Wyatt Street

Highly regarded manager

James Harold Wyatt 1902-1962

Ancrum Brae Hospital, 1914

Wyatt Street runs north from Maple Avenue to Graham Crescent and has a purely Stratford heritage . It was named in 1966 for James Harold Wyatt who retired in 1959 after 43 years of service with the Kroehler Mfg. Co. Ltd. at the corner of Ontario and Romeo streets.

A native of Stratford, Harold Wyatt was born in August 1902, a son of William and Marie (Borland) Wyatt. In 1917, in his mid teens, he began his career at Kroehler as an office boy. He gained experience by working in every department of the office and learned everything he could about the company.

In 1929, when the Kroehler plant was opened in Montreal, he was transferred there to become its manager. In 1930, following the death of Frank W. Trebell, general manager of the Stratford plant, Wyatt was returned to his hometown.

In 1931, he was appointed vice-president and general manager of all the Kroehler Canadian plants. He saw the Stratford plant grow from 30 employees in 1917, to 430 by the time of his retirement at the end of 1959.

A director of both the Canadian and U.S. partner company, he was also a chairman of the Canadian Furniture Manufacturers Association. He was a life member of the officers’ mess with the Perth Regiment and an honorary member of the Royal Canadian Legion. An avid supporter of Stratford sports teams, he was an honorary member of several of them. In 1959, he was commissioned as Honorary Lt.-Col. of the Perth Regiment. He died in 1962.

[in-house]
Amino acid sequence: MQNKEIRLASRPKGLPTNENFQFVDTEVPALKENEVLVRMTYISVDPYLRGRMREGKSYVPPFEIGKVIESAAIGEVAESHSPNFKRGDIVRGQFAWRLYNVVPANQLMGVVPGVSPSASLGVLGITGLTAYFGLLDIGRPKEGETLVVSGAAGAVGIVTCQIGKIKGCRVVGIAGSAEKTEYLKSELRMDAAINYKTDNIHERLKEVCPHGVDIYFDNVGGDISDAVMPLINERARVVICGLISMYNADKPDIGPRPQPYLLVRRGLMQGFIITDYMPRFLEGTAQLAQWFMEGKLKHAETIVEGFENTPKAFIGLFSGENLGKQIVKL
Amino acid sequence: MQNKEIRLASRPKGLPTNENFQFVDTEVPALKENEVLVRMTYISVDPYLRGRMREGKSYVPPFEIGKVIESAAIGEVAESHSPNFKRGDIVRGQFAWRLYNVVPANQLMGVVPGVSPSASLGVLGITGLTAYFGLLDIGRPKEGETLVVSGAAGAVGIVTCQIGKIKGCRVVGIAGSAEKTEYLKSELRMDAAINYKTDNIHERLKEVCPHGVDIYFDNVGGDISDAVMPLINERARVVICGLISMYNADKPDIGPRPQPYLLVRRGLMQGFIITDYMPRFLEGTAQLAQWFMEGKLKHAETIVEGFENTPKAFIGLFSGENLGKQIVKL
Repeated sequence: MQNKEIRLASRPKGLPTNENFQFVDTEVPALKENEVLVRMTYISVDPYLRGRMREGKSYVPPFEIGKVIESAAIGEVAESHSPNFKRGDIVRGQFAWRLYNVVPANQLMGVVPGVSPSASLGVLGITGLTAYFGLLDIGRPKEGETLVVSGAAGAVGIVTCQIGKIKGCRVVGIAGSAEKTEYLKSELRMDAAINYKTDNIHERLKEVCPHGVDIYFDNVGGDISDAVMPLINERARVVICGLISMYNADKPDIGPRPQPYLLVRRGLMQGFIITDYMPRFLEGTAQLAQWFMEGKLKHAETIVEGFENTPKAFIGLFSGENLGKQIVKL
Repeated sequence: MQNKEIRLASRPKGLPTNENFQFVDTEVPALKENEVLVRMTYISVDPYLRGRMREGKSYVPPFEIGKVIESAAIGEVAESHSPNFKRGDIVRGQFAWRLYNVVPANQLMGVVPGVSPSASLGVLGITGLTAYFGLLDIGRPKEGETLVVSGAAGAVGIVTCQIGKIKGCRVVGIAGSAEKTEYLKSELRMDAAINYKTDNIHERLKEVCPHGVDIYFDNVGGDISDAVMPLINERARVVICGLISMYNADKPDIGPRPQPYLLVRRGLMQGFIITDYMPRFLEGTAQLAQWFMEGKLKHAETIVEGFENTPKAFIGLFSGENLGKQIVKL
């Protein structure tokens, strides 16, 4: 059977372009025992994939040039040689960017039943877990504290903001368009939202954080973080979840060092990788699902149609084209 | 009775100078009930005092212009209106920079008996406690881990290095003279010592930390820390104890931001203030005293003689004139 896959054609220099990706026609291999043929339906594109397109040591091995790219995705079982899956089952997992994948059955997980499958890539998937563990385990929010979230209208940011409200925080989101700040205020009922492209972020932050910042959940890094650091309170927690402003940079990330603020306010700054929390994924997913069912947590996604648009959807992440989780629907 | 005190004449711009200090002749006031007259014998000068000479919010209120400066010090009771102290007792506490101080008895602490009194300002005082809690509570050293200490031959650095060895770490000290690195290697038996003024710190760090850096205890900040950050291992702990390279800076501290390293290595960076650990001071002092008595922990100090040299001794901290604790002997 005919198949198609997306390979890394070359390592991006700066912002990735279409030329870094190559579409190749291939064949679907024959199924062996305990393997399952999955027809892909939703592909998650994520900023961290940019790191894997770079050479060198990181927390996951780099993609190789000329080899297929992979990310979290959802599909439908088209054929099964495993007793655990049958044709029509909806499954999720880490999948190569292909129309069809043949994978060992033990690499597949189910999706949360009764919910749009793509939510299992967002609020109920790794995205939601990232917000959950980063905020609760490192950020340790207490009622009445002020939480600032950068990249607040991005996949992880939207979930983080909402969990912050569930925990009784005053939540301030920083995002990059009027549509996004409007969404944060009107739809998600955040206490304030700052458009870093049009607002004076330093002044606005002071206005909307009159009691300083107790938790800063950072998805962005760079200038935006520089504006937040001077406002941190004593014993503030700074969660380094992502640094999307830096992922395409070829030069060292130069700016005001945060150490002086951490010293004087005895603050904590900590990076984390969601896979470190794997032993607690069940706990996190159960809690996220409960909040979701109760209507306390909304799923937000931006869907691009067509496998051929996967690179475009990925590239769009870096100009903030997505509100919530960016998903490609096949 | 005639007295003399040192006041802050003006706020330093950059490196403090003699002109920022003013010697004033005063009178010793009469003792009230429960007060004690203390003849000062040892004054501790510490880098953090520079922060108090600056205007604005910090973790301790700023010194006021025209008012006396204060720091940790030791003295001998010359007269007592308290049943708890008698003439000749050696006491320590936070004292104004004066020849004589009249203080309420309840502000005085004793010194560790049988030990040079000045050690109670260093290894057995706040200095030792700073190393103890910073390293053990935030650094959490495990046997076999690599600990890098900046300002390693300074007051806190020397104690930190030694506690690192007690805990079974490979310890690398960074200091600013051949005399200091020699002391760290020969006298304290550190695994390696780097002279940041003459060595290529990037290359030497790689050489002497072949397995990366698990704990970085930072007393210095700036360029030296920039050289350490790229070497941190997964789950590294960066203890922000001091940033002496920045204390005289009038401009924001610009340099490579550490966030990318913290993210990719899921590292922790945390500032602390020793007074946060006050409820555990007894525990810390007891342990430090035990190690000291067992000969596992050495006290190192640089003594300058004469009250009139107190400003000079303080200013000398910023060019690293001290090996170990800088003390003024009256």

In 1938, Harold Wyatt bought Stratford’s largest and finest estate, the former Ancrum Brae Private Hospital at 45 James Street. The house was built by John Idington in 1873, who became a justice of the Supreme Court of Canada. The 14-room home could be approached by a winding lane across the private bridge that spans Idington Creek.

In the house, the Wyatts had an upholstered bedroom chair that came from the movie set of Gone with the Wind.    By  Stanford Dingman

In the house, the Wyatts had an upholstered bedroom chair that came from the movie set of Gone with the Wind.    By  Stanford Dingman

Ancrum Brae Private Hospital (see William Street)  The Hislop sisters were born in a log cabin on the Downie Road south of Stratford. They bought the Italianate mansion in 1909, and con verted it into what they called a hospital but today might be considered more of a spa or retreat. It was probably named after Dr. Michael Ancrum, a late-1800s doctor, and "brae," Gaelic for a hillside or riverbank.  Source: Stratford: The Classic City Pamphlet – Jan. 1, 1913